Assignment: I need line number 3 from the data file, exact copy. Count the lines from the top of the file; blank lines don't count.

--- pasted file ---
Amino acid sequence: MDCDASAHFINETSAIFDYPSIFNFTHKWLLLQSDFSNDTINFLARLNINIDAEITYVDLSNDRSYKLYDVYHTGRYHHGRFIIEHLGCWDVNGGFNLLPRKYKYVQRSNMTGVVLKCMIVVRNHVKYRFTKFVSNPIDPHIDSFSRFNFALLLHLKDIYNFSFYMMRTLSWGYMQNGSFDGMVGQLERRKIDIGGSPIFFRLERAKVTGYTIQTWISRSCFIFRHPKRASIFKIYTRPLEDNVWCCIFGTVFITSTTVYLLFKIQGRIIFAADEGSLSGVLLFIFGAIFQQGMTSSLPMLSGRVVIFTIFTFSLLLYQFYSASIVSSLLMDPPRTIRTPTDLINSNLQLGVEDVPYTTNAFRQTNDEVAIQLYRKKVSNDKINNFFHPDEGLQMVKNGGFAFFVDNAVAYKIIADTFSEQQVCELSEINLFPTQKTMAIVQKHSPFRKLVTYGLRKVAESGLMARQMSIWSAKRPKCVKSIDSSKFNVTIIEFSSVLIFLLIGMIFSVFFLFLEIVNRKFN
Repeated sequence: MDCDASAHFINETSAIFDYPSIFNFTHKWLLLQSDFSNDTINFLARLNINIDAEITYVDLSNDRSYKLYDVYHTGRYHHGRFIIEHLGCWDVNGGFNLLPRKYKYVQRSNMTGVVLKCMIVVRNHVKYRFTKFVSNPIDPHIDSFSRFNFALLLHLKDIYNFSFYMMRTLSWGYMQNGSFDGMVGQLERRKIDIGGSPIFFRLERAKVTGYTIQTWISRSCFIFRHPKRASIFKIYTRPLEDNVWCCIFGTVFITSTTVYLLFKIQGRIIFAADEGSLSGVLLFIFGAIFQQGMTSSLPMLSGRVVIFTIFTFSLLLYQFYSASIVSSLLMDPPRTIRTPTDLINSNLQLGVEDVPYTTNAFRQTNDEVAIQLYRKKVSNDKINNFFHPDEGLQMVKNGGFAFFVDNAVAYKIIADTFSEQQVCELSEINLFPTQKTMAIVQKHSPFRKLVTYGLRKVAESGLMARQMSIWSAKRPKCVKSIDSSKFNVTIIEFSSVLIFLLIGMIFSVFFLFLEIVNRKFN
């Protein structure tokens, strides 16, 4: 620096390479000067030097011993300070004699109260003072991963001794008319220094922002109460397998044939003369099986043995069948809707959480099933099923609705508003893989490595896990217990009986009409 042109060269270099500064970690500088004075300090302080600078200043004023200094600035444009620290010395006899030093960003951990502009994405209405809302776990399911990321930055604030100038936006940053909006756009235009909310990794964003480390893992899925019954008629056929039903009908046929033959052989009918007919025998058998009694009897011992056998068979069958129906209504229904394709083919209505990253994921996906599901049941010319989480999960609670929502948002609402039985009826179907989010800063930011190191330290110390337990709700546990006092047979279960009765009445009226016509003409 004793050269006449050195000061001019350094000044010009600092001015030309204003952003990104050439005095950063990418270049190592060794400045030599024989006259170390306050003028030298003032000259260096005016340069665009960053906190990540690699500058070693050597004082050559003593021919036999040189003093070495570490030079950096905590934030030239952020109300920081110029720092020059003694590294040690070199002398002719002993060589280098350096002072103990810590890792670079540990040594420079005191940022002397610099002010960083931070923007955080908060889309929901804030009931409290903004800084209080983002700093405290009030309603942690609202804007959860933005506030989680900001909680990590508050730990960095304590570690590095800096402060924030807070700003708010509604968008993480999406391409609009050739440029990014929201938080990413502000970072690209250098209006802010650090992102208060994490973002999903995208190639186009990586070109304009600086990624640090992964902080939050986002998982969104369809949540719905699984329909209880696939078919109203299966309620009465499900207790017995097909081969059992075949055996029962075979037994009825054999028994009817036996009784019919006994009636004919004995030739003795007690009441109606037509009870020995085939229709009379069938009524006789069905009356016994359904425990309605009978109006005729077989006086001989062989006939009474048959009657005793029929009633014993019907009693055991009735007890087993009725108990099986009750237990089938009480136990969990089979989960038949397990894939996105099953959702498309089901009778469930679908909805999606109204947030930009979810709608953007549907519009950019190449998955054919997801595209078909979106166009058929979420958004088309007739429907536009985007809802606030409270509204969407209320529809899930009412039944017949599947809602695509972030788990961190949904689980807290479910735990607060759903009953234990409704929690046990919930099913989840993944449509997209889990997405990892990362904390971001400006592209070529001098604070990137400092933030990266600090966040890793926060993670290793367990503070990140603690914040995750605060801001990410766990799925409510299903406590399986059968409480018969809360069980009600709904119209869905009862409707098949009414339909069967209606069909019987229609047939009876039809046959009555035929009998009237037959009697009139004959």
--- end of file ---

């Protein structure tokens, strides 16, 4: 620096390479000067030097011993300070004699109260003072991963001794008319220094922002109460397998044939003369099986043995069948809707959480099933099923609705508003893989490595896990217990009986009409 042109060269270099500064970690500088004075300090302080600078200043004023200094600035444009620290010395006899030093960003951990502009994405209405809302776990399911990321930055604030100038936006940053909006756009235009909310990794964003480390893992899925019954008629056929039903009908046929033959052989009918007919025998058998009694009897011992056998068979069958129906209504229904394709083919209505990253994921996906599901049941010319989480999960609670929502948002609402039985009826179907989010800063930011190191330290110390337990709700546990006092047979279960009765009445009226016509003409 004793050269006449050195000061001019350094000044010009600092001015030309204003952003990104050439005095950063990418270049190592060794400045030599024989006259170390306050003028030298003032000259260096005016340069665009960053906190990540690699500058070693050597004082050559003593021919036999040189003093070495570490030079950096905590934030030239952020109300920081110029720092020059003694590294040690070199002398002719002993060589280098350096002072103990810590890792670079540990040594420079005191940022002397610099002010960083931070923007955080908060889309929901804030009931409290903004800084209080983002700093405290009030309603942690609202804007959860933005506030989680900001909680990590508050730990960095304590570690590095800096402060924030807070700003708010509604968008993480999406391409609009050739440029990014929201938080990413502000970072690209250098209006802010650090992102208060994490973002999903995208190639186009990586070109304009600086990624640090992964902080939050986002998982969104369809949540719905699984329909209880696939078919109203299966309620009465499900207790017995097909081969059992075949055996029962075979037994009825054999028994009817036996009784019919006994009636004919004995030739003795007690009441109606037509009870020995085939229709009379069938009524006789069905009356016994359904425990309605009978109006005729077989006086001989062989006939009474048959009657005793029929009633014993019907009693055991009735007890087993009725108990099986009750237990089938009480136990969990089979989960038949397990894939996105099953959702498309089901009778469930679908909805999606109204947030930009979810709608953007549907519009950019190449998955054919997801595209078909979106166009058929979420958004088309007739429907536009985007809802606030409270509204969407209320529809899930009412039944017949599947809602695509972030788990961190949904689980807290479910735990607060759903009953234990409704929690046990919930099913989840993944449509997209889990997405990892990362904390971001400006592209070529001098604070990137400092933030990266600090966040890793926060993670290793367990503070990140603690914040995750605060801001990410766990799925409510299903406590399986059968409480018969809360069980009600709904119209869905009862409707098949009414339909069967209606069909019987229609047939009876039809046959009555035929009998009237037959009697009139004959």